If you have seen photos of Grace, you will agree that she has such a great smile! Grace recently visited with her d-camp BFF and it makes me want my own daughter to have a diabetes BFF, too.
I invite you to read about Penny, and then visit her blog A Sweet Grace.
I’d like to introduce you to Penny of A Sweet Grace.
Tell me something about your child.
Grace loves to swim. She would swim all day, every day if she could. And she swims like a fish, ever since age 4. She should have a tail.
What is your child’s favorite 15 gram carb (or less) snack
Grace’s favorite snack is usually a fruit salad that we measure out to be about 15 grams. If that’s not available, she loves carrot sticks dipped in peanut butter. Then it’s onto 100-calorie packs of various varieties.
How do you manage diabetes?
Grace has been pumping with the OmniPod insulin pump since April 2010. She uses the PDM of the OmniPod as her meter. Her favorite ‘pricker’ is the Delica lancing device. She counts carbs. No CGM here, Grace refuses and it’s not a fight I am willing to have right now. I think she will wear a CGM when she gets older.
What do you know now that you wish you had known at diagnosis
I wish I had known about the wonderful support network that is the DOC (Diabetic Online Community). I felt so alone at her diagnosis in January 2009. I thought I was the only one with a six year old child who had Type 1. I soon realized that was not the case and jumped online a few weeks after diagnosis, easing myself into the DOC.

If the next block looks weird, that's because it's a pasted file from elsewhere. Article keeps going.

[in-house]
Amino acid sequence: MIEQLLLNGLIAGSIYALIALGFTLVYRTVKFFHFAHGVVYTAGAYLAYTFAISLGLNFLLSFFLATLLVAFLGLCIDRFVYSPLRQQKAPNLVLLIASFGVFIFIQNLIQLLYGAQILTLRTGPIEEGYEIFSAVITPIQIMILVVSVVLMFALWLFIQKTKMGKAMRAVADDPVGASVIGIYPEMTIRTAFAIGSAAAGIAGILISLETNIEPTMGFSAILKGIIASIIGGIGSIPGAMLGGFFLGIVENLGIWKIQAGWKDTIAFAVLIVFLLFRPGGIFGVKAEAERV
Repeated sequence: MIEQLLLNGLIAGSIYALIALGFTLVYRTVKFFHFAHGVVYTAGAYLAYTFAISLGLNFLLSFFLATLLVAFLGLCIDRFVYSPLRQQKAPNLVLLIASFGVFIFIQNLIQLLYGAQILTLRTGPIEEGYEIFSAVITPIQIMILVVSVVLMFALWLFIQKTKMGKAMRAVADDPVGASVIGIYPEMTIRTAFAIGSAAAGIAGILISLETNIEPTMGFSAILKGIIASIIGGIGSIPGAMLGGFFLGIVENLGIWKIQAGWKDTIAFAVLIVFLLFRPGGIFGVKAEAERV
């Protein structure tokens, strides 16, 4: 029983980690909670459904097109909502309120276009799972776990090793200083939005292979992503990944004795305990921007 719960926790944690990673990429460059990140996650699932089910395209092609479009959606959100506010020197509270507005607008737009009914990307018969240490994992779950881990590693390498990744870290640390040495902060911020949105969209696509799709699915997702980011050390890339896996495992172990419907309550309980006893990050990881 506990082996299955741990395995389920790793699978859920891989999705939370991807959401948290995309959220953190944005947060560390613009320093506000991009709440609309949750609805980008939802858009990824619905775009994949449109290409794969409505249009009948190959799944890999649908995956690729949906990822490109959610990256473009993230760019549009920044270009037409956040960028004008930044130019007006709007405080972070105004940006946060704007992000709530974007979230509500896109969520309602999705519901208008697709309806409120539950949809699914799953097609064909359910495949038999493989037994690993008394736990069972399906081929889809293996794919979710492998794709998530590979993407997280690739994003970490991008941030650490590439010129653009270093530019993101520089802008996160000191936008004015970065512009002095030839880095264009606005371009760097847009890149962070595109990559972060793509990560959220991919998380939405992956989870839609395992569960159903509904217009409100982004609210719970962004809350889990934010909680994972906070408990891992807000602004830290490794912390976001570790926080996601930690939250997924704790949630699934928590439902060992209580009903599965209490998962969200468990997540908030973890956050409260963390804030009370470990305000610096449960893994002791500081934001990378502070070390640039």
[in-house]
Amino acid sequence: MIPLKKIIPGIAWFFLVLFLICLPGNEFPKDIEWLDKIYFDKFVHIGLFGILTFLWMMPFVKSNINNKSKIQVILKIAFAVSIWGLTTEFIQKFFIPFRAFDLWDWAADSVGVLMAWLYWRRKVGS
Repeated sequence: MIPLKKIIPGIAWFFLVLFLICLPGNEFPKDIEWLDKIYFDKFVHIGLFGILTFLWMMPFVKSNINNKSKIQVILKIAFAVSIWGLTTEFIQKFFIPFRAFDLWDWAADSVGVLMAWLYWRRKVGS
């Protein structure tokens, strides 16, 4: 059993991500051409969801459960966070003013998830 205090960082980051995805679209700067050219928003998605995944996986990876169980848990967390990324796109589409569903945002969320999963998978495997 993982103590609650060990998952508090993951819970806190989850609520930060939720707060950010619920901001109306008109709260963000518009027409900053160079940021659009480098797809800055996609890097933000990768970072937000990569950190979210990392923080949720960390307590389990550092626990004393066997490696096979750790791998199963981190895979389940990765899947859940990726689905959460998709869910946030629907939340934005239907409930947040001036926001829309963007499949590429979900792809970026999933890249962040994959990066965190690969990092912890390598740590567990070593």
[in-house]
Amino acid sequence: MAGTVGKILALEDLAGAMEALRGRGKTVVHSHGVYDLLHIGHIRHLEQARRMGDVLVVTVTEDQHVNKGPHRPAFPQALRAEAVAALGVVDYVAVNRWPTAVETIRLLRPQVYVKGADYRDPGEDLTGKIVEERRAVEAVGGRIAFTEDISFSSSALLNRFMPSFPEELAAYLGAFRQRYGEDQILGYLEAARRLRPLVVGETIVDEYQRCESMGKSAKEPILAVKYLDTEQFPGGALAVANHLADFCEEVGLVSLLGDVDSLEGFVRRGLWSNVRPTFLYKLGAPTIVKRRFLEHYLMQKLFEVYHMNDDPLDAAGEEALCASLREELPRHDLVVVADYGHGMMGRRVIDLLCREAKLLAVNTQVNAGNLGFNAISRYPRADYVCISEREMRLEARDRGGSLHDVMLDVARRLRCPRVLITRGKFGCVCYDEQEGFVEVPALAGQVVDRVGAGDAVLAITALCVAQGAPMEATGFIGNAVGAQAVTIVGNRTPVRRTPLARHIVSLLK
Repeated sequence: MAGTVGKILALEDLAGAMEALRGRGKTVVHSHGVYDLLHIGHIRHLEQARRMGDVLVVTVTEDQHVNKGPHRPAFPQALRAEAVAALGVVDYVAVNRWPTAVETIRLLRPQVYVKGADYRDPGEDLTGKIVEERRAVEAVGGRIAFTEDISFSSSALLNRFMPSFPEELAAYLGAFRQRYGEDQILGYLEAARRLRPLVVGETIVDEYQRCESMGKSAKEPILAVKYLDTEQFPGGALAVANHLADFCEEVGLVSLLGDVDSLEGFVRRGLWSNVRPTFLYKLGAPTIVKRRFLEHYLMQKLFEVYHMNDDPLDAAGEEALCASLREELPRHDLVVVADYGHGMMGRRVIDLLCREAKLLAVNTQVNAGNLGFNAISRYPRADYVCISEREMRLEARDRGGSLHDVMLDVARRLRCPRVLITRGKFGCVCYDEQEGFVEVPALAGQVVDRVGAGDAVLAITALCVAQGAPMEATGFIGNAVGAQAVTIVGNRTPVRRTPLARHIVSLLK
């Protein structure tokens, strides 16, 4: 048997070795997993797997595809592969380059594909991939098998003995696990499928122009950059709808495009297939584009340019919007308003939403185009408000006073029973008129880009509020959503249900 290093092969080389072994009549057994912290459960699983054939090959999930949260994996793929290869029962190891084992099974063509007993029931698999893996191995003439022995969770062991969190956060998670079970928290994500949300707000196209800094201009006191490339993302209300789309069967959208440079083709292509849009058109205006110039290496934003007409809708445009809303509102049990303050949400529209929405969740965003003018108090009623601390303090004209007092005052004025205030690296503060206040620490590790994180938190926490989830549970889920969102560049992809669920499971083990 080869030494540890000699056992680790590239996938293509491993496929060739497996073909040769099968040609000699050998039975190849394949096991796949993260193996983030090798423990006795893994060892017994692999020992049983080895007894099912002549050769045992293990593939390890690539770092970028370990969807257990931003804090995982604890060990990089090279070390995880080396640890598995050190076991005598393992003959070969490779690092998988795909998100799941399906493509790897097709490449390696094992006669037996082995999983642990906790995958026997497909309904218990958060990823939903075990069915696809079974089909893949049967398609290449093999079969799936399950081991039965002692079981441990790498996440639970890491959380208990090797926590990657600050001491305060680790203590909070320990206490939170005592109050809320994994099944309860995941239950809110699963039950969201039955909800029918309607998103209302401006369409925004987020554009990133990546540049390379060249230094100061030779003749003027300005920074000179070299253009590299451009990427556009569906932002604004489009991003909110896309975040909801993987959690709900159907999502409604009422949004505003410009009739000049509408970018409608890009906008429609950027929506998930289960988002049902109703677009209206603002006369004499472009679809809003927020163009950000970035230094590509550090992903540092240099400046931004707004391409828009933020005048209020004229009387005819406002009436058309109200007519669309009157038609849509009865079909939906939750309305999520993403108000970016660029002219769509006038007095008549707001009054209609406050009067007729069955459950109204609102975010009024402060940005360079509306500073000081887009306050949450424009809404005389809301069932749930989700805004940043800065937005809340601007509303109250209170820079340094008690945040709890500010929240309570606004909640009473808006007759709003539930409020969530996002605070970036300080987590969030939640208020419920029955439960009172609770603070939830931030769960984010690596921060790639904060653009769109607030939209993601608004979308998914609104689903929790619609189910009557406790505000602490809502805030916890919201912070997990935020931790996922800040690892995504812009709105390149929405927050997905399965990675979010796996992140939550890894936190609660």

I wish someone, anyone, had been there to tell me it would all be OK. That there would be a new ‘normal’ in our lives, but that it would be alright.
What has been the biggest challenge?
The biggest challenge has been Grace growing and all the hormones that go along with it, resulting in shooting highs at night and prolonged bouts of highs over the course of weeks. The pump and mastering it has been its own challenge and the learning curve is steep for learning a pump, but honestly, the growth spurts have been our biggest nemesis throughout these past two years. I continue to learn how to handle them through increasing basal rates.
How do you and your husband maintain your relationship?
My hubby and I met when we were in 7th grade. That’s a long time ago. We know each other very well. We talk about everything honestly, we share in parenting all our kids and we share in the responsibility in managing Grace’s diabetes with Grace. Date nights do not happen, but we manage.
What have been your challenges sending your child to school? Triumphs?
Grace’s school has been nothing short of wonderful. Her school nurse is marvelous. Shout out to Mrs. Breslin! She has been onboard since Grace’s diagnosis in 1st grade and has learned all about shots, then when Grace went on the pump, came to pump training class with us to learn all about it. The school has created a wonderful 504 plan for Grace and they really do abide by it. I trust them with Grace’s care and know she is in great hands during the day. I am blessed to have such caring, knowledgeable people in her life at school.
What sports/activities does your child do and how does it work with diabetes?
Grace swims. Oh boy does she swim! We lower her basal by 30-40% during the time that she swims and then prolong that lowering for another 1-2 hours after she gets out of the pool. She also eats something before swimming so she goes into the pool being at least 150.
What vacations have you taken and how did you deal with diabetes?